Selangor Journal
National squash players Rachel Arnold (left) and Aifa Azman (right) in action during their match against English players Alison Waters (second from left) and Sarah-Jane Perry (second from right), in the women’s semi-finals of the 2022 Commonwealth Games at the University of Birmingham Hockey and Squash Centre in Birmingham, the United Kingdom, on August 7, 2022. — Picture by BERNAMA

Addeen Idrakie, Aifa, Rachel reach last eight in Malaysian Open

KUALA LUMPUR, Nov 23 — Three national players – Muhammad Addeen Idrakie Bahtiar (men’s singles); Aifa Azman and Rachel Arnold (women’s singles) – checked into the quarter-finals of the Malaysian Open Squash Championships 2022 at the National Squash Centre here today.

Men’s world number 83 Muhammad Addeen continued his giant-killing act when he stunned world number 19 Raphael Kandra of Germany 4-11, 11-7, 13-11, 9-11, 11-8 in a tough 66-minute second-round clash.

Yesterday (November 22), the 28-year-old Muhammad Adden, a former SEA Games champion, ousted world number 22 Omar Mosaad of Egypt 14-12, 11-5, 11-13, 11-7 in the opening round.

However, Muhammad Addeen, who is the sole Malaysian left in men’s singles, faces an uphill task in the last eight as he will be up against top seed Tarek Momen after the world number seven Egyptian began his campaign by downing compatriot Yahya Elnawasany 6-11, 11-3, 11-3, 11-6, 11-1.

Muhammad Addeen attributed his victory over Kandra to self-belief and being fit to play another long match after yesterday’s exertions against former world number three Omar.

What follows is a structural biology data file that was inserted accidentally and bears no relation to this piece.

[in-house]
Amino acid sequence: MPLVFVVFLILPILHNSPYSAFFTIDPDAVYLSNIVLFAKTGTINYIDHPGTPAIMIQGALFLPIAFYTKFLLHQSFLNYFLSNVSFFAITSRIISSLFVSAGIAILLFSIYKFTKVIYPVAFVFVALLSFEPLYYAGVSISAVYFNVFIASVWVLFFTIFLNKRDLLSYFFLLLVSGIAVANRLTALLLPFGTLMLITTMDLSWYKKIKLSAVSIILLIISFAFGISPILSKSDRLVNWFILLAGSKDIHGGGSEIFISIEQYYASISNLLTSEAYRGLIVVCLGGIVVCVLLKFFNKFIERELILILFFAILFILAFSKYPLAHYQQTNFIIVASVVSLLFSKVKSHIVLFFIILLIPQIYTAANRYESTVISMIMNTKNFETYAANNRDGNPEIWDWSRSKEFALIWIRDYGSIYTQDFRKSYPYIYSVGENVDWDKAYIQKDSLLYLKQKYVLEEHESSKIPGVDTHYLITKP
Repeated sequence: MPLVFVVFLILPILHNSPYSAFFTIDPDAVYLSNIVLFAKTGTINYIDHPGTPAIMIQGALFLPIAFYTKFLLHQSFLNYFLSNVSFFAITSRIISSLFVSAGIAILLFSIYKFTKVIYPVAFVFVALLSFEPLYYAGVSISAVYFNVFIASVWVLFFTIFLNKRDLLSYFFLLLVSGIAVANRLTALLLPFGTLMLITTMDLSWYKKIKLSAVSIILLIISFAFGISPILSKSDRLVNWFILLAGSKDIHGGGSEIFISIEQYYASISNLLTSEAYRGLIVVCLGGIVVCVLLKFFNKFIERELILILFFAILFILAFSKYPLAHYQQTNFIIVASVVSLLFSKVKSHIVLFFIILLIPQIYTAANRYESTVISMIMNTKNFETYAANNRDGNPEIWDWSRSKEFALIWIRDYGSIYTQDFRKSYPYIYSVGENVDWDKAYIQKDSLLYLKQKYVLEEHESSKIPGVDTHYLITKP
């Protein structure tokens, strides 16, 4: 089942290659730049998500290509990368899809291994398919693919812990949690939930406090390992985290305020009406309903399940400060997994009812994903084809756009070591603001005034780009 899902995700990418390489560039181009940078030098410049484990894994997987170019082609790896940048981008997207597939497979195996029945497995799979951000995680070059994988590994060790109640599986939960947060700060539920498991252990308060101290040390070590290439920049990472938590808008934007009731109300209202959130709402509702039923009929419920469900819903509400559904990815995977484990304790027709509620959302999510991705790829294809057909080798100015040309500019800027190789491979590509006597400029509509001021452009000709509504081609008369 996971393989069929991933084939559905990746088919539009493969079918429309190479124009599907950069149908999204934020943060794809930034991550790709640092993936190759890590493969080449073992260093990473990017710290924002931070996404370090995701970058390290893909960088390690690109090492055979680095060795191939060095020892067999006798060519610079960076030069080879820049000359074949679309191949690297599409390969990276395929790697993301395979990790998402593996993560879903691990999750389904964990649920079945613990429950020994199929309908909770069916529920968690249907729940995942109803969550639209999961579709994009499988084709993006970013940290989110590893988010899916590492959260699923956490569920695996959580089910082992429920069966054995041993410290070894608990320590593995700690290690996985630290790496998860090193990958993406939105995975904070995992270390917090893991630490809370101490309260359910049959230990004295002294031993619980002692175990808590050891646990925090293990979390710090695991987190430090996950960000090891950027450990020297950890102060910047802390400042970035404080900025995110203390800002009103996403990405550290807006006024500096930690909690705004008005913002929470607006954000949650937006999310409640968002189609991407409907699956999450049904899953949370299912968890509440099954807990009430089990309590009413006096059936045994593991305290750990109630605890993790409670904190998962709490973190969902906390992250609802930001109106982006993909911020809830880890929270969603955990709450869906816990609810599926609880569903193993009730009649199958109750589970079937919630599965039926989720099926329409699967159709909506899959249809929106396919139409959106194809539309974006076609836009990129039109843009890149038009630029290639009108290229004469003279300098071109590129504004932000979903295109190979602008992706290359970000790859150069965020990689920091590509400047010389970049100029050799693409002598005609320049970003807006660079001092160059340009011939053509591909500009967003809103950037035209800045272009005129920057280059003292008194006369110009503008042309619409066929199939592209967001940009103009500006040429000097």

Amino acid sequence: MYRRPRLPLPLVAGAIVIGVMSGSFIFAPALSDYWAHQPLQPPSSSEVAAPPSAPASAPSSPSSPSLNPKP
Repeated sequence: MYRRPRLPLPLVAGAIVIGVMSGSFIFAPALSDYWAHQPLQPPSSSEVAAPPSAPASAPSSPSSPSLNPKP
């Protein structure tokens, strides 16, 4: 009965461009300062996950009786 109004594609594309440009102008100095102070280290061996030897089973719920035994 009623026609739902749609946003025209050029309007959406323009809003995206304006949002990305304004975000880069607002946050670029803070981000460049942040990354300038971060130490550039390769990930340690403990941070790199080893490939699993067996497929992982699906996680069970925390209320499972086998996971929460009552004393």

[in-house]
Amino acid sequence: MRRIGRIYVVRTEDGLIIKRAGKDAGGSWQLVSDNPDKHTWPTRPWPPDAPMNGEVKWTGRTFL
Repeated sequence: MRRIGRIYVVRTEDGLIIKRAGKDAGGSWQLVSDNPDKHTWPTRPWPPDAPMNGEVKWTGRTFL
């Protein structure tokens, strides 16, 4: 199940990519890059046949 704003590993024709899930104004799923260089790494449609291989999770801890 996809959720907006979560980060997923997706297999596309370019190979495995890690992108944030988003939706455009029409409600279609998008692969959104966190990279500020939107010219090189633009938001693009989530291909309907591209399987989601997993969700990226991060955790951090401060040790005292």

“I won’t say I am a giant killer but I’m playing with no pressure as I am not seeded. They are under more pressure because they are seeded. I received great support from the home crowd… They really helped me play a good game.

“I just hope tomorrow (November 24) I can continue in the same vein. This is my biggest achievement, first time reaching the quarter-finals of this US$50,000 (RM228,750) tournament and first time beating a top 20 player in the world,” he told reporters.

Meanwhile, Aifa is set to face an acid test in her title defence when she goes up against world number 14 Nele Gilis of Belgium in women’s singles tomorrow.

The 20-year-old Aifa, who received a first-round bye, began her campaign with a commendable 11-6, 11-4, 11-8 victory over teammate Ainaa Amani Ampandi today.

“I have seen her (Gilis) play, she is fit and used to be a runner, but her game has changed (and she) plays a shorter (fast game). So, if she plays short, I think I will have an advantage because I am used to it,” said world number 21 Aifa.

World number 26 Rachel, meanwhile, bounced back from a set down to dispose of England’s Grace Gear 10-12, 12-10, 11-7, 11-9 in 38 minutes to keep Malaysia’s quest to dominate the women’s singles event since 2017 on track.

Rachel, the 2019 champion, will face fourth seed Nadine Shahin of Egypt tomorrow and hopes to take advantage of the withdrawal of several seeded players to check into the semi-finals.

National men’s number one singles player Ng Eain Yow was five points away from a stunning win over world number 11 Joel Makin before faltering 6-11, 11-6, 11-8, 9-11, 5-11.

Having taken a 2-1 lead, the 24-year-old Eain Yow found himself 6-1 up in the fourth set before he crumbled, allowing the second-seeded Makin to turn on the style and complete a much-deserved fightback after an almost 70-minute battle.

“I thought I played well today… It’s disappointing to lose in the second round. I did my best but it just wasn’t good enough. He was more aggressive and pushing a lot harder, and didn’t give me a chance to be comfortable on the court,” he said.

— Bernama 

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